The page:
The doctors spent an hour and a half with Evie before pushing her to an MRI appointment four days later, to help clarify some of their concerns.
“They didn’t think it was an emergency but they wanted to look into it quickly,” Bea said.
Within days, doctors revealed that Evie was seriously ill – and any hope of her becoming well depended on experimental drugs and harsh radiation therapy.
When the doctor called, I could hear in his voice that something was really bad. Then he said “It’s a glioma”. “I broke down, I couldn’t believe this was my life,” Bea said.
The little girl, right, pictured with her dad Josh center and her sister Elsie left, has a terminal brain tumor with a 0 percent survival rate
The doctors told the family to go to the hospital immediately – on the way Pia searched for the unknown word and found out that the disease would be fatal.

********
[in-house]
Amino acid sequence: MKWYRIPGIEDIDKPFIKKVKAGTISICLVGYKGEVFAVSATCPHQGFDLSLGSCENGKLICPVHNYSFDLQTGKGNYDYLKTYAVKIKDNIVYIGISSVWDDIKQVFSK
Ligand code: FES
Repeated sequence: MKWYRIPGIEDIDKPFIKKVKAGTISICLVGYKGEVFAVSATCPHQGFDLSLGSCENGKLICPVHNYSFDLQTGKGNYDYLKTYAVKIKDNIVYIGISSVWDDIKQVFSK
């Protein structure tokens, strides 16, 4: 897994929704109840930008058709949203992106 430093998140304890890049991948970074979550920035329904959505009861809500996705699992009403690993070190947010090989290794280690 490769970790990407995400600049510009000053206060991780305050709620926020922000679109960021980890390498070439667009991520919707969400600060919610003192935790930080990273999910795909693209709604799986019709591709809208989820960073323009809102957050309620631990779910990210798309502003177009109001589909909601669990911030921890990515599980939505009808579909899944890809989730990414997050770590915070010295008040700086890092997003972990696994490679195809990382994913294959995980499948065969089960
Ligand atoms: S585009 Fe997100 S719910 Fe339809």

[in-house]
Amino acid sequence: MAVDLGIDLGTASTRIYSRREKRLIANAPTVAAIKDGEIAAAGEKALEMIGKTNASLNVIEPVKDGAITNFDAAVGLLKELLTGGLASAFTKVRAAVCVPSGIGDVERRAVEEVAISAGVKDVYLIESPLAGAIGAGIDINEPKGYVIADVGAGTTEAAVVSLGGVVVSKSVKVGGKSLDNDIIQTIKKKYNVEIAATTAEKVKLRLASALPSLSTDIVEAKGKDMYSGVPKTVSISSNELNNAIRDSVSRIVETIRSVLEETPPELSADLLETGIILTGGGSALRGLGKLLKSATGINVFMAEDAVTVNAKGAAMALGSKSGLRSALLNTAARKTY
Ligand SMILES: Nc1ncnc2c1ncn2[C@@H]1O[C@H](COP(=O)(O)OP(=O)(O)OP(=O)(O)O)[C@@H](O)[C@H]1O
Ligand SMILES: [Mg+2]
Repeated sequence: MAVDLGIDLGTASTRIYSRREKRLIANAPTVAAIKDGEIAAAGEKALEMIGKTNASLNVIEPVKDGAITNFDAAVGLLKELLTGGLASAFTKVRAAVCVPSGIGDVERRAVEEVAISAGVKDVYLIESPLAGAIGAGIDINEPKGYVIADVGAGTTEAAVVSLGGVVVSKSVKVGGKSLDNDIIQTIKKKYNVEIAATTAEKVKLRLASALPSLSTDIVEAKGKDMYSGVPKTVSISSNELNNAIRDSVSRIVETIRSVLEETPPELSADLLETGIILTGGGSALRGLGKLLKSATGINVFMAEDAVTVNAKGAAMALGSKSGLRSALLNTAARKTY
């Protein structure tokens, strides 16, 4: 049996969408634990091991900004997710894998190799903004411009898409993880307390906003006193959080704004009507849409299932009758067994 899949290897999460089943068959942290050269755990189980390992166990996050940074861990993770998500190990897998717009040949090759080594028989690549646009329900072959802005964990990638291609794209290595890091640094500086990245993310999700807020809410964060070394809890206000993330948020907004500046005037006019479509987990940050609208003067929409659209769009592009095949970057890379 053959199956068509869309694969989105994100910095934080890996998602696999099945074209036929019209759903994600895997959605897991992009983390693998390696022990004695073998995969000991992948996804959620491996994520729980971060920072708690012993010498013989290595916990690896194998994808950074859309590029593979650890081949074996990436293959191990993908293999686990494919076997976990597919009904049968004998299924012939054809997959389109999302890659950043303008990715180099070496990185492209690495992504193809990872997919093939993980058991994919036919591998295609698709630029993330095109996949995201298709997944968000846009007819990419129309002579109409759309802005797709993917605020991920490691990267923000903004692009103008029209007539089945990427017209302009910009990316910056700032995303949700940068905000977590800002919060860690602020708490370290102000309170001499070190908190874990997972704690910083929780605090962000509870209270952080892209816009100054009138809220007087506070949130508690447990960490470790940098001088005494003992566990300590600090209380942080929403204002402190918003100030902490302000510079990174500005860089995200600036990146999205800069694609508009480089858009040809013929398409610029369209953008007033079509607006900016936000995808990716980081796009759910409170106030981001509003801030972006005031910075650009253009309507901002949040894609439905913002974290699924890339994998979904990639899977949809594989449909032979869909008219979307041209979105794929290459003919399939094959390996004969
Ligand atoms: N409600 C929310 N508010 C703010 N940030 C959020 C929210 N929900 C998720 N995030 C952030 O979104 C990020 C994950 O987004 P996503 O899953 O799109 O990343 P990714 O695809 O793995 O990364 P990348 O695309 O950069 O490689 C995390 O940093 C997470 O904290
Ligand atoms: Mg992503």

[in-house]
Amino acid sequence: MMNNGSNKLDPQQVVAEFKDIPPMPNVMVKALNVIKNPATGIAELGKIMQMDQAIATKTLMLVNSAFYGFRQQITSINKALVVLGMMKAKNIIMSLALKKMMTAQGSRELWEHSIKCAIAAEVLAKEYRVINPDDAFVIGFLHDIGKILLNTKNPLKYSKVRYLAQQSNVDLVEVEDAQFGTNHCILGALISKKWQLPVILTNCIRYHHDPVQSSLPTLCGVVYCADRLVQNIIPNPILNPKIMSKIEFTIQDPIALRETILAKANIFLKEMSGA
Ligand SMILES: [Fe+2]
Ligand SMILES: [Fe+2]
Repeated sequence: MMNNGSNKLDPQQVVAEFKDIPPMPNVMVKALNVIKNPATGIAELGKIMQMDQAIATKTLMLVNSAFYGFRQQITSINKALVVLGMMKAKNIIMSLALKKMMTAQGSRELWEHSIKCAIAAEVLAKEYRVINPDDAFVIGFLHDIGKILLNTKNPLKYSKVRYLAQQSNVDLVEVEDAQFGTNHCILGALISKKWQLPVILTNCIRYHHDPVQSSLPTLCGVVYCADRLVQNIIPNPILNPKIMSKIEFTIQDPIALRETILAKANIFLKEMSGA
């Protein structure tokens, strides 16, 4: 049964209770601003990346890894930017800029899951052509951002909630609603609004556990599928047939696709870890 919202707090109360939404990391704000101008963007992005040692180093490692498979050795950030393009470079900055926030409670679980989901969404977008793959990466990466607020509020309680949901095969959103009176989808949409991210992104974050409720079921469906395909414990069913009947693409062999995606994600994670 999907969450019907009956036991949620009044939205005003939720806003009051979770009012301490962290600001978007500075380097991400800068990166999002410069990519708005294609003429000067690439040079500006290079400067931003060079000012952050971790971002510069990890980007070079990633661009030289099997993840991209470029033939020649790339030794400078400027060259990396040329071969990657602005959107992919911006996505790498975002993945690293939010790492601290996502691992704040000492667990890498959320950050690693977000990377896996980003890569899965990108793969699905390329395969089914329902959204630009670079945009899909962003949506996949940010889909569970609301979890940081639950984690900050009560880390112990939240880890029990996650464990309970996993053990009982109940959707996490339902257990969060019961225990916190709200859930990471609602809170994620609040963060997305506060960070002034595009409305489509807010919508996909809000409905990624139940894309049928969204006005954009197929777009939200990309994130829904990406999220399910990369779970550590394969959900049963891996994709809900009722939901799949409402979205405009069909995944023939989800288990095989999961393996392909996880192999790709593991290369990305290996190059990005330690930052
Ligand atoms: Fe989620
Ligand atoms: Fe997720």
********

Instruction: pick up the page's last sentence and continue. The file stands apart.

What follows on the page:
“It kind of helped because we weren’t looking for doctors to bail us out at every appointment,” she said.
So when they said they could slow the spread of the “golf ball”-sized “thing” to Effie’s brain with radiation therapy and possibly help her live longer through clinical trials, the family felt some relief.
With radiotherapy alone we can get an extra year. But I’ve spoken to some parents who are going through these clinical trials and their kids are still doing just fine two years later.
The diagnosis comes just as the family is about to purchase a campervan, something they have wanted to do for a while but have been in no position to do so financially.
Her family, who love camping, were about to buy a camper when they got the diagnosis that changed their lives
We thought we’d only have a few more years for Evie to lose interest in this sort of thing. We were looking at pickups and were going to buy one that day, just as the doctor called.
A family friend made a file Go Fund Me To help relieve financial stress while Evie is in the hospital.
Radiotherapy will last for six weeks and although it is not a cure, it may provide some temporary relief. Unfortunately, due to the nature of this tumor, Evie’s health and ability to function will decline and this dreadful cancer will take her from us long before she is due to be born.